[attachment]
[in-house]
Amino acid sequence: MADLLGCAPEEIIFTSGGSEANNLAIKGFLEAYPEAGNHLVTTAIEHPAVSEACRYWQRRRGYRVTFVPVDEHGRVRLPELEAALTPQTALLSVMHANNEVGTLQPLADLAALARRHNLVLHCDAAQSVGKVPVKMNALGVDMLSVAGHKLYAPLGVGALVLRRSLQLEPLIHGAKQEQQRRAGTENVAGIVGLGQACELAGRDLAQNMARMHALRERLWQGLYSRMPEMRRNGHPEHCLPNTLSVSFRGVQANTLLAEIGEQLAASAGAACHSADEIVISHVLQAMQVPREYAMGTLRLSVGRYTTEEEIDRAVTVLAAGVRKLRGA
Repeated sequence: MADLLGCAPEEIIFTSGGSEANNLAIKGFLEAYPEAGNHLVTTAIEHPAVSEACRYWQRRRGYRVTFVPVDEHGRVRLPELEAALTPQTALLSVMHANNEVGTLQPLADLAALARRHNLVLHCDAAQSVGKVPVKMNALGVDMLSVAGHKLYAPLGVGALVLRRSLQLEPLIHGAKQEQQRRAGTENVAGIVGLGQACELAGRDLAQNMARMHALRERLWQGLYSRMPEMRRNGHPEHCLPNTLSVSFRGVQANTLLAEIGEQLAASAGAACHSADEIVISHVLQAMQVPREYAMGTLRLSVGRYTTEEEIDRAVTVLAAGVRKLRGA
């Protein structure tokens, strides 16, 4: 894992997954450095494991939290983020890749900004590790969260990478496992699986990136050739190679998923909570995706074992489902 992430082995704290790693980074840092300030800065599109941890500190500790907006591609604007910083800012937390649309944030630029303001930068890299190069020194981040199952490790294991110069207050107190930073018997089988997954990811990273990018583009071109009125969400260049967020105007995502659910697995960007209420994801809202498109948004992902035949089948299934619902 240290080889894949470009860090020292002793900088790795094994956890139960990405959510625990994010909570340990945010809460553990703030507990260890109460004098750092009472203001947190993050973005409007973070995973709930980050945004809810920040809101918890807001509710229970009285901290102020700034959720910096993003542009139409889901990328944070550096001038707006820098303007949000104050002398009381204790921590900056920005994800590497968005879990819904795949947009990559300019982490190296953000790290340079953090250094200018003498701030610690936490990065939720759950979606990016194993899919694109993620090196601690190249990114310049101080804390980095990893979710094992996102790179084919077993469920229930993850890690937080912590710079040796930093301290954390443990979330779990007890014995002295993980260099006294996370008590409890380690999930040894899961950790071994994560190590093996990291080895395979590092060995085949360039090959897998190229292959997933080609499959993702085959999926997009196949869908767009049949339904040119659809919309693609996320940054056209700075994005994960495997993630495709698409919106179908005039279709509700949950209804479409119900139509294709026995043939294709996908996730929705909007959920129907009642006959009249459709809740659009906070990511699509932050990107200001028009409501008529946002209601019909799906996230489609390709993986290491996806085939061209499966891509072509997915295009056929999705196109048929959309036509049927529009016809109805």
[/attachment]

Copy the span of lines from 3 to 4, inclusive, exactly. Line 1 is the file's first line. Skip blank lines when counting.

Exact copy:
Repeated sequence: MADLLGCAPEEIIFTSGGSEANNLAIKGFLEAYPEAGNHLVTTAIEHPAVSEACRYWQRRRGYRVTFVPVDEHGRVRLPELEAALTPQTALLSVMHANNEVGTLQPLADLAALARRHNLVLHCDAAQSVGKVPVKMNALGVDMLSVAGHKLYAPLGVGALVLRRSLQLEPLIHGAKQEQQRRAGTENVAGIVGLGQACELAGRDLAQNMARMHALRERLWQGLYSRMPEMRRNGHPEHCLPNTLSVSFRGVQANTLLAEIGEQLAASAGAACHSADEIVISHVLQAMQVPREYAMGTLRLSVGRYTTEEEIDRAVTVLAAGVRKLRGA
């Protein structure tokens, strides 16, 4: 894992997954450095494991939290983020890749900004590790969260990478496992699986990136050739190679998923909570995706074992489902 992430082995704290790693980074840092300030800065599109941890500190500790907006591609604007910083800012937390649309944030630029303001930068890299190069020194981040199952490790294991110069207050107190930073018997089988997954990811990273990018583009071109009125969400260049967020105007995502659910697995960007209420994801809202498109948004992902035949089948299934619902 240290080889894949470009860090020292002793900088790795094994956890139960990405959510625990994010909570340990945010809460553990703030507990260890109460004098750092009472203001947190993050973005409007973070995973709930980050945004809810920040809101918890807001509710229970009285901290102020700034959720910096993003542009139409889901990328944070550096001038707006820098303007949000104050002398009381204790921590900056920005994800590497968005879990819904795949947009990559300019982490190296953000790290340079953090250094200018003498701030610690936490990065939720759950979606990016194993899919694109993620090196601690190249990114310049101080804390980095990893979710094992996102790179084919077993469920229930993850890690937080912590710079040796930093301290954390443990979330779990007890014995002295993980260099006294996370008590409890380690999930040894899961950790071994994560190590093996990291080895395979590092060995085949360039090959897998190229292959997933080609499959993702085959999926997009196949869908767009049949339904040119659809919309693609996320940054056209700075994005994960495997993630495709698409919106179908005039279709509700949950209804479409119900139509294709026995043939294709996908996730929705909007959920129907009642006959009249459709809740659009906070990511699509932050990107200001028009409501008529946002209601019909799906996230489609390709993986290491996806085939061209499966891509072509997915295009056929999705196109048929959309036509049927529009016809109805």